Kaanapali Beach Club unveils King Kamehameha statue
WEST MAUI – After a year of planning and design, and ten months of construction, the porte-cochere and Lokelani Garden at the Kaanapali Beach Club opened on Dec. 19. General Manager Jim Hunsacker introduced the team responsible for the project at a blessing ceremony attended by a large crowd of guests, visitors and friends.
In attendance were the project’s designer, Senior Landscape Architect David Sereda of Chris Hart & Partners, Troy Bentley from Layton Construction and artist Caleb O’Connor.
Kumu Kekoa Yap conducted the blessing of the porte-cochere and the new garden that features Maui’s only second statue of King Kamehameha. After the maile was untied and blessing completed, the public was invited to enjoy the new garden with its lovely walkway, a foot bridge over a water feature and the statue.
Kumu Yap was responsible for the statue’s orientation. King Kamehameha does not face out from the building. He faces the ocean, which Kumu Yap felt was the most appropriate.
The koi pond, which used to be where the garden is, was leaking and causing damage to the basement parking garage of the landmark pink hotel. The hotel owner, Diamond Resorts, issued a request for proposals, and Chris Hart & Partners was selected.
Sereda’s vision was to create an inviting, tranquil space for guests to enter and to enjoy. Included in that vision was a statue, perhaps of a hula dancer. However, Diamond Resorts founder and Chairman Stephen J. Cloobeck wanted a statue of King Kamehameha. He also wanted the work to be done by a local artist.
Sereda knew Maui artist O’Connor, the winner of Art Maui 2007, a Baldwin High School graduate and Jan Sato protg. After four years in Chicago, O’Connor relocated to Tuscaloosa, Alabama, when he was given a commission to memorialize the history of Western Alabama. In the fall of 2011, he completed sixteen 14-foot by nine-foot panels for the $52 million federal courthouse.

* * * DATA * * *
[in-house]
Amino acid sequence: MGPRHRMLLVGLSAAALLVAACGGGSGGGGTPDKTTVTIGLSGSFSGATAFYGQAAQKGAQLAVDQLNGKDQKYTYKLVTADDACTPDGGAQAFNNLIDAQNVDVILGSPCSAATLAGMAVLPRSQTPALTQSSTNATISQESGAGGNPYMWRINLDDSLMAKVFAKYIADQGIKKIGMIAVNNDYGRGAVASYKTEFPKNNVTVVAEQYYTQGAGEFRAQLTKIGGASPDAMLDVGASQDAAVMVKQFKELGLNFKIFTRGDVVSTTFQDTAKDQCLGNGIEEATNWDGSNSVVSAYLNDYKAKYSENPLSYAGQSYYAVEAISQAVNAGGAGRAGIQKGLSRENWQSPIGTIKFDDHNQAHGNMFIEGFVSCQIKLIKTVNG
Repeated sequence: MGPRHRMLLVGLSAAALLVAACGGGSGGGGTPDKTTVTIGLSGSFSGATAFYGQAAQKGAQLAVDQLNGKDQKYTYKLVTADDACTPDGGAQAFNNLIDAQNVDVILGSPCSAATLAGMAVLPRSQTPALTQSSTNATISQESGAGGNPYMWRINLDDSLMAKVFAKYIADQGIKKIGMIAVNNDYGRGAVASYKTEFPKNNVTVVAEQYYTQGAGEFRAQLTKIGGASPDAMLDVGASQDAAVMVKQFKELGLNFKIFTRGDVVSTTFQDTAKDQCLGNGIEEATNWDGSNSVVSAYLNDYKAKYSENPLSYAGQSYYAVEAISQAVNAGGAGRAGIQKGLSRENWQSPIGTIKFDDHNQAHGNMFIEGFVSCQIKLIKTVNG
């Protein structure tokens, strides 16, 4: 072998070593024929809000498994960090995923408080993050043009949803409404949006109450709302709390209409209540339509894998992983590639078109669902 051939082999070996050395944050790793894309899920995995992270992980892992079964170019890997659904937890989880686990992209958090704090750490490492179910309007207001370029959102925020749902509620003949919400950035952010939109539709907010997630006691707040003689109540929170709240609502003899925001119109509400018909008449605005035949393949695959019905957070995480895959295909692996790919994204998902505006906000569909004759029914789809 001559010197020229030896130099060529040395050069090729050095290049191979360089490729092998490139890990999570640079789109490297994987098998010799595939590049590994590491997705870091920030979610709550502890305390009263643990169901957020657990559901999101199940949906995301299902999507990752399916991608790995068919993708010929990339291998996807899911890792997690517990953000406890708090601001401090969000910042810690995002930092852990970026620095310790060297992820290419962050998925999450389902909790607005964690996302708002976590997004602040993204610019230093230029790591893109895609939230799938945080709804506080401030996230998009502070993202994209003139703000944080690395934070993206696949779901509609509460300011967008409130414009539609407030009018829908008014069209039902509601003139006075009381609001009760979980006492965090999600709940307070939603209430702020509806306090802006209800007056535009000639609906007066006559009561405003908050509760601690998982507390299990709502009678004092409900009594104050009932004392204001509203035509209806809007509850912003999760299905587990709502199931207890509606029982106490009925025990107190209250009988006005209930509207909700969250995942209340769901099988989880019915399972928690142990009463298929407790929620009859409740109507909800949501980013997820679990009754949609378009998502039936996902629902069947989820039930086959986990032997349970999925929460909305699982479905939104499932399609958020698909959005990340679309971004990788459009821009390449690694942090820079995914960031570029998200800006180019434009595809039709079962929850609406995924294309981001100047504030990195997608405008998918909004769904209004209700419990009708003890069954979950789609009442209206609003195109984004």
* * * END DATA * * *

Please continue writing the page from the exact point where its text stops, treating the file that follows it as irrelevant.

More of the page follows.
Sereda contacted two Maui artists, two Honolulu artists and a Californian before settling on O’Connor, and the Californian asked them for proposals.
The opportunity to return home was too good to pass up, and O’Connor submitted the winning proposal. Since O’Connor has secured public commissions, he has changed his artistic focus. He said, “I always wanted to do public art. It’s food for the soul and the spirit.”
He said that Cloobeck wanted him to duplicate the famous statues of the king in Honolulu, the Big Island and Washington, D.C. O’Connor looked at these works, two of which were done by Thomas Gould, a 19th century, Boston-based sculptor who also spent time in Florence, Italy. O’Connor was not impressed with the European depiction of the king.
He researched the background of the statue and found that Gould had used Julius Caesar as his model for the king – that’s why he is depicted left-handed. Caesar was a southpaw.
O’Connor wanted his statue of Kamehameha to be a Hawaiian. He submitted several drawings to Cloobeck and, as fate would have it, Cloobeck selected a youthful, warrior Kamehameha, which O’Connor revealed was his favorite. “Maybe it was a better drawing than the others,” the artist joked.
The bronze statue, which is 850 pounds and stands 7’2″ tall, took three months to fabricate and was completed by a foundry in Union City, Georgia. The king is depicted in motion, a spear in his right hand, and he is cloaked and wearing a helmet similar to all of the other statues. However, the face of the king is much closer to what he looked like, and his body is one of a swimmer and paddler.
O’Connor wants to come back home. That would be possible if he is selected by the State Foundation on Culture and the Arts for commissions to create tributes to both Sen. Daniel Inouye and Rep. Patsy Mink. In the meantime, his bronze waits to greet visitors and guests to the Kaanapali Beach Club.